Pakistan Cricket team’s top stars are unhappy with Pakistan Cricket Board (PCB) offering them low salaries when compared to players from other teams and have reportedly revolted by demanding a complete overhaul of their central contracts.
As per a report by Cricket Pakistan, the top Pakistani cricketers are not seeing eye to eye with the board on the central contracts that they have been offered to them after their previous ones for the 2022-23 period expired on June 30th.
There were talks of a possible one-month extension, but so far, no agreement has been signed. While there were talks of a 45% raise when Najam Sethi was in charge, the players are seeking more rounded deals with benefits from PCB.
During this time, the players have raised various concerns that they wish to discuss with Zaka Ashraf, the head of the PCB management committee.
The report suggested that the Pakistan cricketers feel that a complete overhaul of their contracts is necessary because they feel they are being underpaid compared to cricketers from other countries. A player like Babar Azam, the no.1 ranked ODI batter in the world, doesn’t rank amongst the top 10 highest-earning cricketers globally.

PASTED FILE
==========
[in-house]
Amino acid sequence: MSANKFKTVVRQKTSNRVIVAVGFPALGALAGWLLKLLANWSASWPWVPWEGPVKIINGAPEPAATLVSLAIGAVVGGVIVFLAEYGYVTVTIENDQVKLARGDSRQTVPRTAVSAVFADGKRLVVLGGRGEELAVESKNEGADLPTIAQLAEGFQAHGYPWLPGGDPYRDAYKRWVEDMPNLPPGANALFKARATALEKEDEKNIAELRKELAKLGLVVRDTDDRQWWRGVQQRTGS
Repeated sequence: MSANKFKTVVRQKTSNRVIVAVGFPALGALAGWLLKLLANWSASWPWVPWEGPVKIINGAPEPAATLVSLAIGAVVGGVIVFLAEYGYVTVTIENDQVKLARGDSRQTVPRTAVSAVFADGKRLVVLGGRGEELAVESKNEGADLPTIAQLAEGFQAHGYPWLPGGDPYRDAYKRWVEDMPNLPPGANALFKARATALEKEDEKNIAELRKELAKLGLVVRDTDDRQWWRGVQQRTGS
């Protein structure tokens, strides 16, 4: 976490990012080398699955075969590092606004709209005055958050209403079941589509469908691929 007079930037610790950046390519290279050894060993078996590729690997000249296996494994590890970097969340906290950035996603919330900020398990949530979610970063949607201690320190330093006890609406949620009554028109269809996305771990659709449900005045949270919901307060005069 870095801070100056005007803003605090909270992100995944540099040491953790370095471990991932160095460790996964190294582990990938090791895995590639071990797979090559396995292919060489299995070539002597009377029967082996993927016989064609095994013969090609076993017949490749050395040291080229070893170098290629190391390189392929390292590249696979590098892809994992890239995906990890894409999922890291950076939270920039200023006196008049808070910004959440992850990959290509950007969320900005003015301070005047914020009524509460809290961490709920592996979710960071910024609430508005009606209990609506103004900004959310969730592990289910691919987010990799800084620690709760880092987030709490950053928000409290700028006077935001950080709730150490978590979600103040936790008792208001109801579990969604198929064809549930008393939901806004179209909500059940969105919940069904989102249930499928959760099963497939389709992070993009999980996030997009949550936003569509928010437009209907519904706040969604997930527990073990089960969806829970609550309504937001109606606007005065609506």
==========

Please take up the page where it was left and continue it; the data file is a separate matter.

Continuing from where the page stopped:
One more demand by the cricketers is that they want the PCB to include family health insurance and education policies within their contracts. In case of a career-ending injury, the players fear that they might not have sufficient support or assistance.
The players are also seeking a share in the revenue generated from ICC events and want the PCB to disclose the list of sponsors, so they can also benefit from the association.
One big concern for the players is the clarity in dealing with No Objection Certificates (NOCs) for participating in foreign leagues. As per the current process, the head coach’s opinion is taken into consideration, followed by the decision of the Director of International Cricket, which often leads to frustrating delays.
Players want a specific timeline for responses to plan their commitments accordingly, and if the board denies them participation in a league, they should be compensated for it.
Recently, the players questioned the fairness of a fee of $25,000 per player asked by the PCB for participation in leagues in Canada and the USA. Some players found the fee excessive, especially considering their existing contracts were only worth $5,000.
Another demand is to get a copy of their central contracts from the board so that they can discuss it with their legal counsels.
Discussions on the same are likely to be resumed after the Pakistan Cricket Team returns home. They are currently in Sri Lanka, playing in a two-Test series. The players have hope that Zaka Ashraf will take their concerns seriously and address them positively.
(Cricket Pakistan report)